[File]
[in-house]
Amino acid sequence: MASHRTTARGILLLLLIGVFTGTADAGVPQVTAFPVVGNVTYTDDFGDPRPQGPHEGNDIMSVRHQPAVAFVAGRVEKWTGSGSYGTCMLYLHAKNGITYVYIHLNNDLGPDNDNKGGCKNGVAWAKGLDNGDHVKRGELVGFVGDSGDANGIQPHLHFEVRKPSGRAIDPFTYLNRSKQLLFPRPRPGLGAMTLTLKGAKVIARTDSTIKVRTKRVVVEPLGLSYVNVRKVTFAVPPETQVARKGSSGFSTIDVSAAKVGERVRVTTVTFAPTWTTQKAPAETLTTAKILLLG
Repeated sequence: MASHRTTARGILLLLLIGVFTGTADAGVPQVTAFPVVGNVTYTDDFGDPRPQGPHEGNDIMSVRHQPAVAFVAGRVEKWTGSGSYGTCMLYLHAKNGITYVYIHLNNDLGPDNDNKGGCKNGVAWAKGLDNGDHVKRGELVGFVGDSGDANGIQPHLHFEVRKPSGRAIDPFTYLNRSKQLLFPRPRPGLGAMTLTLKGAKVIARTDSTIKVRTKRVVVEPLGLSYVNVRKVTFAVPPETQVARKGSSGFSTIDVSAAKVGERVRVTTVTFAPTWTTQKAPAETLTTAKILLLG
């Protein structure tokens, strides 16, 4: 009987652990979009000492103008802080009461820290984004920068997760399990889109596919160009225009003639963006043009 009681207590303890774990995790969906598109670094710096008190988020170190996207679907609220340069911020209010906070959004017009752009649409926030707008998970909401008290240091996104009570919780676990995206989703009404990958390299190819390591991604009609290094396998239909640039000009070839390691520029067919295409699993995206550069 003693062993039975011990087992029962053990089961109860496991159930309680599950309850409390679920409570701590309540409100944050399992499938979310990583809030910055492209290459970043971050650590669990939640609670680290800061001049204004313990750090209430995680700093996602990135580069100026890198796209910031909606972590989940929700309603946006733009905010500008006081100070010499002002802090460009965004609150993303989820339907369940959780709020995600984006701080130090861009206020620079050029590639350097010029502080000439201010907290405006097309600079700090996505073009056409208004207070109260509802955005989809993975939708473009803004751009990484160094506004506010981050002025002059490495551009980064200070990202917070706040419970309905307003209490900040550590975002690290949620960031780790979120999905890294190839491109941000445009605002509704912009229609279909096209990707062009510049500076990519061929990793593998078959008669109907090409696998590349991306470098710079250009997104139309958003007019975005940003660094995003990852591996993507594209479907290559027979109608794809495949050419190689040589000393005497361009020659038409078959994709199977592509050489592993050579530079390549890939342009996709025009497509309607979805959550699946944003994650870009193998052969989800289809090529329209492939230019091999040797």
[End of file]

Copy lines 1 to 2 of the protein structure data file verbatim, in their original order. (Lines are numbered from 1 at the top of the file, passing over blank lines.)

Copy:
[in-house]
Amino acid sequence: MASHRTTARGILLLLLIGVFTGTADAGVPQVTAFPVVGNVTYTDDFGDPRPQGPHEGNDIMSVRHQPAVAFVAGRVEKWTGSGSYGTCMLYLHAKNGITYVYIHLNNDLGPDNDNKGGCKNGVAWAKGLDNGDHVKRGELVGFVGDSGDANGIQPHLHFEVRKPSGRAIDPFTYLNRSKQLLFPRPRPGLGAMTLTLKGAKVIARTDSTIKVRTKRVVVEPLGLSYVNVRKVTFAVPPETQVARKGSSGFSTIDVSAAKVGERVRVTTVTFAPTWTTQKAPAETLTTAKILLLG